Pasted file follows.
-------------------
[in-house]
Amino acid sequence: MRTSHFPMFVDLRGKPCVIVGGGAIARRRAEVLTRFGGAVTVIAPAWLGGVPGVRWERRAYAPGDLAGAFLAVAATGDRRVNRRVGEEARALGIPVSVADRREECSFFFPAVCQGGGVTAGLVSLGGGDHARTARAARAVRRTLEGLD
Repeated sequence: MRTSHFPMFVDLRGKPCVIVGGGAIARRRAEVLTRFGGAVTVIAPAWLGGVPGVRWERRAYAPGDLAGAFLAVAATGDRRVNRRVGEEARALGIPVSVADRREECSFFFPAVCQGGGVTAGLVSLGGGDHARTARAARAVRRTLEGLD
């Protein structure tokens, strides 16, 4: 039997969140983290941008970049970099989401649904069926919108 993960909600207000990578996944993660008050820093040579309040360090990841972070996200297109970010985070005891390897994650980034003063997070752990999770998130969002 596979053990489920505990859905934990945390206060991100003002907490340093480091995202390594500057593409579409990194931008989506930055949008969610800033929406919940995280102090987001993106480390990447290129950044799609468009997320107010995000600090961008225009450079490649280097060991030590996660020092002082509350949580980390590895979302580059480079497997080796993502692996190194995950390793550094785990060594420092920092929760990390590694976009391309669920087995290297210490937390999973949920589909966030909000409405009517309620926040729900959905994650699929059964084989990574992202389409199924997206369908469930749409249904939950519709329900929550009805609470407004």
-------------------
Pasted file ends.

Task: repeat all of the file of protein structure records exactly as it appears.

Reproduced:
[in-house]
Amino acid sequence: MRTSHFPMFVDLRGKPCVIVGGGAIARRRAEVLTRFGGAVTVIAPAWLGGVPGVRWERRAYAPGDLAGAFLAVAATGDRRVNRRVGEEARALGIPVSVADRREECSFFFPAVCQGGGVTAGLVSLGGGDHARTARAARAVRRTLEGLD
Repeated sequence: MRTSHFPMFVDLRGKPCVIVGGGAIARRRAEVLTRFGGAVTVIAPAWLGGVPGVRWERRAYAPGDLAGAFLAVAATGDRRVNRRVGEEARALGIPVSVADRREECSFFFPAVCQGGGVTAGLVSLGGGDHARTARAARAVRRTLEGLD
């Protein structure tokens, strides 16, 4: 039997969140983290941008970049970099989401649904069926919108 993960909600207000990578996944993660008050820093040579309040360090990841972070996200297109970010985070005891390897994650980034003063997070752990999770998130969002 596979053990489920505990859905934990945390206060991100003002907490340093480091995202390594500057593409579409990194931008989506930055949008969610800033929406919940995280102090987001993106480390990447290129950044799609468009997320107010995000600090961008225009450079490649280097060991030590996660020092002082509350949580980390590895979302580059480079497997080796993502692996190194995950390793550094785990060594420092920092929760990390590694976009391309669920087995290297210490937390999973949920589909966030909000409405009517309620926040729900959905994650699929059964084989990574992202389409199924997206369908469930749409249904939950519709329900929550009805609470407004």